We recently organized a dance completion in the UK and eight wheelchair users flew in, of which seven had a problem.
My customer journey around Manchester airport was very interesting. It highlighted that thought had clearly been given to the access needs of wheelchair users; however, it was not quite as easy to use as one would hope. The counters are not at wheelchair accessible height, making it slightly awkward.
On the occasion when I had to be taken to baggage reclaim to collect my own wheelchair it’s really embarrassing, as the chairs do not have side transfer. The aisle chairs on the plane do allow for side transfer, which is easier and more dignified. Self-transfer is always best. The chairs used in the airport always force you to be lifted.
Disabled people always get conflicting messages. Some airlines for example say they will charge for a second chair but I know that you can take two pieces of medical equipment.
The challenge is to get the industry as a whole to develop transparent, easy to use, consistent procedures.
(Simon) I would say things have improved greatly in terms of travelling with a mobility scooter and using LHR. The scooter, 9 times out of 10 does come back to me at the plane door on arrival without too much hassle. I do however have to tell people, no one ever comes to me and says it will be there despite a lot of form filling prior to the flight. The staff, both at check in and then on board the plane, always seemed as if they’ve never come across someone travelling with a mobility scooter and most times I have to educate them so there’s certainly a need for ongoing training. The new regs for mobility scooters (since the battery spark scare) have made things more organised. That said, the three-party set up means they are all happy to pass the buck to someone else, be it the airline, OCS or BAA. Consistency and taking responsibility would help. When things do go wrong, I refuse to leave the plane, which is what the airline staff want as I’m then no longer their responsibility. If I stay on, and therefore slow down the turnaround process, they engage much more. As a customer, my money goes to the airline and so I feel they should take the lead–the fact that they then pay BAA who presumably then pay OCS isn’t the issue for me.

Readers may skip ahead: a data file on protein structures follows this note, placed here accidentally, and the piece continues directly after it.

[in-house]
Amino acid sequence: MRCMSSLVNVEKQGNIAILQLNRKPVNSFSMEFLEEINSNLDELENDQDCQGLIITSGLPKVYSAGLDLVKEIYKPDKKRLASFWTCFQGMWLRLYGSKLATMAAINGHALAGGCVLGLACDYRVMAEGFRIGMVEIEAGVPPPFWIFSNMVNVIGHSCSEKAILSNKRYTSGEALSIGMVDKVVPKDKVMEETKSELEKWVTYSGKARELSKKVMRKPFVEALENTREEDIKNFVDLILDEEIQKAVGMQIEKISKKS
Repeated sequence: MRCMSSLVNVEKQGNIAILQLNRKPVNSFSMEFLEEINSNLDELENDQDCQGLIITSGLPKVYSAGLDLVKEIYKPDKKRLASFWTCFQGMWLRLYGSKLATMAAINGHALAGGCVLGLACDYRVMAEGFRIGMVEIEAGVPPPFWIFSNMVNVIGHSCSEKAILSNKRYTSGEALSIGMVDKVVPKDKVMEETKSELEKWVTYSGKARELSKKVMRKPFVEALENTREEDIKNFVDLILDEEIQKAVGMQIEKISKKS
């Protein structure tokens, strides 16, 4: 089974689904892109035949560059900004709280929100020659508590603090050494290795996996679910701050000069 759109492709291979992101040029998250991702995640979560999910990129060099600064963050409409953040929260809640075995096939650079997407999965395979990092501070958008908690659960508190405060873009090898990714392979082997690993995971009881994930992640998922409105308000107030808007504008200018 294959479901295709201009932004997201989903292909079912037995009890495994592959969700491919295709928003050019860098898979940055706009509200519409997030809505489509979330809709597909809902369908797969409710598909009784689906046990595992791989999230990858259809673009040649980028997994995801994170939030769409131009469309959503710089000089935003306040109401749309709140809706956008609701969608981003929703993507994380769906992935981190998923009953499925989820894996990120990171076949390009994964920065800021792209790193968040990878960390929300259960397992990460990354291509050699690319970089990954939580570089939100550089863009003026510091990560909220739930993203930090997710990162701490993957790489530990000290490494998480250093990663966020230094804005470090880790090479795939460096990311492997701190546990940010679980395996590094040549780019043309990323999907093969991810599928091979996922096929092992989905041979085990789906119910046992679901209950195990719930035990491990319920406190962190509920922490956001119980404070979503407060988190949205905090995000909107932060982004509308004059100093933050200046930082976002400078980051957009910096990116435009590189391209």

(Helen) As I was about to board the flight I was told that it was against their policy to assist me during the flight to the toilet. Obviously this is not the case. They had taken my booking, knew I was a chair user, knew I was travelling on my own and had assisted me twice during the flight out. Why were they now telling me this was against their policy. Cabin Services Director (CSD) was absolutely adamant that this was their policy. I was already at the plane door, sitting on an aisle chair; the CSD talked to the person pushing me, airport staff, rather than to myself and I felt totally out of control. I continued to say that I couldn’t get on the flight without being able to get to the toilet. Finally, I was informed that another member of staff had ‘kindly offered’ to assist me on this occasion. At which point I agreed to board the plane. Clearly this shouldn’t have happened.
(Jane) The assistance hadn’t been booked on the way out and we were kept waiting for ages at the check-in desk whilst this was sorted out. This was despite my calling a few days in advance to book this. On the way back, the assistance again hadn’t been booked at Heathrow. The ground staff asked my husband if there was any way that he could assist. Since we had already been waiting for 20 minutes we decided that my husband would carry me off the plane. This was totally humiliating and again lacking any dignity and respect.
(Fleur) We flew to Morocco for Christmas with the boys and my mother-in-law. We arrived at Stanstead at 6.00 am in the morning to chaos–no check-in system so people were just jostling to the front–it was a challenge to check in and keep up with Ben. On arrival at Morocco, we were asked to fill in visa forms in the arrival lounge (not sure why we couldn’t have done this on the plane). While we were trying to fill in the forms and queue to go through passport control, Ben managed to wrench his hand away and ran hell for leather through passport control and was last seen heading for the baggage reclaim conveyor belt. Of course the guard didn’t speak English, but luckily I was so hysterical he also waved me through so I guess I entered Morocco illegally.